Mrs Robinson was then taken to Margate's QEQM hospital by police.
"Surprisingly Roy was already there. I still didn't know what was happening but Amazin was on life support.
"We were all in the waiting room praying, and I was crying.
"Then they came and said unfortunately they have to switch the life support off.
"I asked if they could wait until the mum comes, but they said unfortunately not."
"We were all in the waiting room praying, and I was crying" - Cynthia Robinson
Camille soon arrived at the hospital.
Mrs Robinson said: "She walked past the waiting room and I tried to run out and hold her hand, and she brushed me off. She said 'accidents do happen'.
"I think at the time she still thought her baby was still alive."
Mrs Robinson and her husband left to get food for the other children, who had not eaten, but when they returned to the hospital they were barred entry by police.
She told how she had been friends with Amazin's mum Camille Remekie since 2007, when they met at a New Year event at church.
Just a few weeks later she invited Camille, who was reportedly homeless at the time, to live with her and her family.
"We are family," said Mrs Robinson. "I love Camille and I will always love her. Things don't change."
But she told how the pair frequently had fallings out, prompting Camille to move out and then return on a regular basis.
She had been living with Mrs Robinson when she gave birth to Amazin, and Mrs Robinson helped take care of the little girl.
But the time of the Margate trip last summer, Camille and Amazin were not living at Mrs Robinson's home.
The pair had not been on speaking terms for about two years following a falling out, which had prompted Camille to block her friend's phone number.
But after meeting up with Mrs Robinson's children, Amazin was allegedly keen to be allowed to go on the annual beach trip - which she had attended with her mum in 2016.
This (Tuesday) afternoon, the inquest heard from lawyers who accused Mrs Robinson of failing to adequately supervise Amazin while on the beach.
The court heard how Amazin had tried running into the sea earlier that day.
She also allegedly told the adults "I can swim, I can swim", but when Roy took her to the water to "test" her, he found she could not.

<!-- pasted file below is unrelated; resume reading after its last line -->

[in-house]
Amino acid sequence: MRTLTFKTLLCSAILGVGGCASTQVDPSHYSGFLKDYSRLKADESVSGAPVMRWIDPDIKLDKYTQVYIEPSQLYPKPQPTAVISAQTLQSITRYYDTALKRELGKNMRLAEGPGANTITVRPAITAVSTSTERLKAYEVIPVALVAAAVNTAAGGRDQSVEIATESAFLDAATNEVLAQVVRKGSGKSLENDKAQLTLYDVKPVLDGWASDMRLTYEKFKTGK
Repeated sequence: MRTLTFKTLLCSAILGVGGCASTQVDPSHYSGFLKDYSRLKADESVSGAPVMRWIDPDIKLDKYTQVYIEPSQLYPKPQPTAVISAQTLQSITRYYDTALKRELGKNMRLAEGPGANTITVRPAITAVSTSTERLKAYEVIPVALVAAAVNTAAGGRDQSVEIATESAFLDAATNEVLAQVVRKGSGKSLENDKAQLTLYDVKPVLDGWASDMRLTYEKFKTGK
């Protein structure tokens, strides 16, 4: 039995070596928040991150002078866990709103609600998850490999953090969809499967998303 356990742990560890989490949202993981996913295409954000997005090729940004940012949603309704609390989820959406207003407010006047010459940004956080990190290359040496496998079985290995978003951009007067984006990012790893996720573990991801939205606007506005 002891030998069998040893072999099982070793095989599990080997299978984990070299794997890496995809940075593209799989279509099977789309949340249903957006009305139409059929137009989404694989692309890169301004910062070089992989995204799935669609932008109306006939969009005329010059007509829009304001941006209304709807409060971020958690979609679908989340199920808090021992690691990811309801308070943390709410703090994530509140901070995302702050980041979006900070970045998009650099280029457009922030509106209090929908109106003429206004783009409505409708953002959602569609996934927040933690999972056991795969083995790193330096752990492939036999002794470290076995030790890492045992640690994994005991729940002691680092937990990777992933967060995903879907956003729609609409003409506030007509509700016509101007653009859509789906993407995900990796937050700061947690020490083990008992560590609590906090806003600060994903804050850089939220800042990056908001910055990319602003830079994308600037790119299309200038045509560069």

Representing the family, Laura Profumo described how prior to the trip Camille had expressly asked Mrs Robinson to look after her "baby" and not let her in the water - something Mrs Robinson vehemently denies.
The court heard how Amazin had poor eyesight and problems with balance, which led her to frequently bump into things.
At the time of the little girl's disappearance, Mrs Robinson described her to the RNLI lifeguard as being "disabled" due to these difficulties.
Lawyers questioned Mrs Robinson's account of Amazin's disappearance - drawing attention to the way in which nine minutes elapsed between the end of the video footage and the time at which Mrs Robinson called her daughter to check whether Amazin was with her.
They also questioned why Amazin's name was not mentioned during nearly four-minute-long video, why Mrs Robinson did not appear to hurry towards the water, and how Amazin was not given any armbands or flotation devices on the day, despite her carers' knowledge she could not swim.
"I'm going to suggest that this video shows no concern that a little girl in your care, who cannot swim, has suddenly disappeared," said Ms Profumo.
"I'm going to put it to you Mrs Robinson - that day on the beach you failed to adequately care for and supervise Amazin."
Addressing Mrs Robinson, coroner Alan Blunsden asked "whether you consider that on that day, you failed to properly supervise Amazin," to which Mrs Robinson replied "no, no, no".
The inquest continues, and is expected to last several more days.